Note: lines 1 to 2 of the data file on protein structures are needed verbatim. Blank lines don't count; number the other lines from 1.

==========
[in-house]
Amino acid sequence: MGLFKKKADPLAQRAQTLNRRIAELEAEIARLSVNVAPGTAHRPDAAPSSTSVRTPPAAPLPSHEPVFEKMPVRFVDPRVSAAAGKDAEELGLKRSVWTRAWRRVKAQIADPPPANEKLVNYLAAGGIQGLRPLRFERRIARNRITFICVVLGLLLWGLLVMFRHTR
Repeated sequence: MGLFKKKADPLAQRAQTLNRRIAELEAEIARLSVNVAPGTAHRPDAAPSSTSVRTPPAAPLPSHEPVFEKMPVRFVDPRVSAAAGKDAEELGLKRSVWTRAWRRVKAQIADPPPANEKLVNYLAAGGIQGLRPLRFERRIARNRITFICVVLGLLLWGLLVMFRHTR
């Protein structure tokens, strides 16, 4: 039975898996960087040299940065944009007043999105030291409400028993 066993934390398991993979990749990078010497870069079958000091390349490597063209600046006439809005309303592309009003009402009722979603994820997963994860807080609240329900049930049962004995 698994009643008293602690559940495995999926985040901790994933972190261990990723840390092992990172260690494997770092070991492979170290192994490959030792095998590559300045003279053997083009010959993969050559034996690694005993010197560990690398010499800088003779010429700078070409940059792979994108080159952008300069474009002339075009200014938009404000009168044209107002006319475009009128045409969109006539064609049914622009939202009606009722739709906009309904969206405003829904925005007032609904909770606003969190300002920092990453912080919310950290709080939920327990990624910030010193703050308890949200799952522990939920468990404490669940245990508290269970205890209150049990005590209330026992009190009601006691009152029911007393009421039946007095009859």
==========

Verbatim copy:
[in-house]
Amino acid sequence: MGLFKKKADPLAQRAQTLNRRIAELEAEIARLSVNVAPGTAHRPDAAPSSTSVRTPPAAPLPSHEPVFEKMPVRFVDPRVSAAAGKDAEELGLKRSVWTRAWRRVKAQIADPPPANEKLVNYLAAGGIQGLRPLRFERRIARNRITFICVVLGLLLWGLLVMFRHTR